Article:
Gaming may sometimes be seen as a pastime which subverts the mind of players but a conference in Nottingham later this year aims to show how they can make a positive difference to people's lives.
The annual Interactive Technologies and Games is calling for academic papers which focus on how people with disablilities can benefit from games.
It will look at the issues of accessibility and rehabilitation while also looking at gaming's impact on education, health and welfare.
Among the topics being discussed will be the social and collaborative aspects of games including how Massively Multiplayer Online Games can help pensioners.
It will also study learning theory, pedagogy and instructional design in games, handheld learning in the classroom, serious games for clinical assessment, rehabilitation and treatment, using contemporary games controllers to create new opportunities in health and rehabilitation applications and alternative input modalities to games for people with disabilities.
Professor David Brown, Nottingham Trent University lecturer and Conference Chair for ITAG, said, “One of the main aims of the conference, along with the research it aims to disseminate, is accessibility - in games, in assistive technologies and this includes welcoming practitioners and user communities to the conference to share their own work in these fields and to talk about their research needs, and how these can be realised by finding research partners at the conference.”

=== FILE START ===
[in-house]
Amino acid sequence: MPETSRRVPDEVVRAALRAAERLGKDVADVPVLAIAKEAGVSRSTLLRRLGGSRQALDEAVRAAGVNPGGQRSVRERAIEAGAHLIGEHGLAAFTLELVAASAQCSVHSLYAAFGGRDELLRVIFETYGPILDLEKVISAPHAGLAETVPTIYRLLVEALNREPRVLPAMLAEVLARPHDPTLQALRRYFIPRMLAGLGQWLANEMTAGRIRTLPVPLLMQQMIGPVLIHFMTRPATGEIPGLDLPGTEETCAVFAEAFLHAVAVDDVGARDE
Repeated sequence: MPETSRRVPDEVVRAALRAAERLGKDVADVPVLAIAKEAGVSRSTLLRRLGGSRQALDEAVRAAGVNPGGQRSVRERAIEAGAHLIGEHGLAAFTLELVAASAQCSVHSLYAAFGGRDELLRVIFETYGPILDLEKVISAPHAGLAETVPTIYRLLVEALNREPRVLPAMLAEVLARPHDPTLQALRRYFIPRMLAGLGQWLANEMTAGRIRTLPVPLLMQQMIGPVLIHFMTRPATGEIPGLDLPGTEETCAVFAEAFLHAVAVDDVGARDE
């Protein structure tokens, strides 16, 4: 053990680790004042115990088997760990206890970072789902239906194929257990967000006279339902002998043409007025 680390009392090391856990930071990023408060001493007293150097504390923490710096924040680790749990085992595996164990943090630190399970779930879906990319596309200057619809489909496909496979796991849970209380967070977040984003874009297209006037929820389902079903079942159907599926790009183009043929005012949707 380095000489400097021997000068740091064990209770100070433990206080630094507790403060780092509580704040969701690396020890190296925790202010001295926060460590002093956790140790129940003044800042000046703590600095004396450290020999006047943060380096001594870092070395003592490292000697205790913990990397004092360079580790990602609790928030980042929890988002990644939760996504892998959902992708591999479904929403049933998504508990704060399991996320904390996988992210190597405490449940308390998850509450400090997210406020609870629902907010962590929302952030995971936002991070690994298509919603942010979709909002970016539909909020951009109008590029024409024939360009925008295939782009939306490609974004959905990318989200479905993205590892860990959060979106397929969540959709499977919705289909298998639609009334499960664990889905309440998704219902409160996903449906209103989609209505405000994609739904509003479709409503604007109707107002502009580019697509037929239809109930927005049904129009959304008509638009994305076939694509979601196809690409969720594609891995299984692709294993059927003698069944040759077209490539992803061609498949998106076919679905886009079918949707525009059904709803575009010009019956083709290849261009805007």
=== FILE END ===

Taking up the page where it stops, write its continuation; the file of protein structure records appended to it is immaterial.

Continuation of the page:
The conference, held by Nottingham Trent University, will take place on October 23 and 24 at the Nottingham Conference Centre as part of the annual GameCity event.
Iain Simons, Nottingham Trent University lecturer and GameCity Director, said: “ITAG provides a rich, vital new seam of activity and perspective to the GameCity festival, anchoring it to an academic and social agenda which amplifies the activities we already pursue.“Reuse content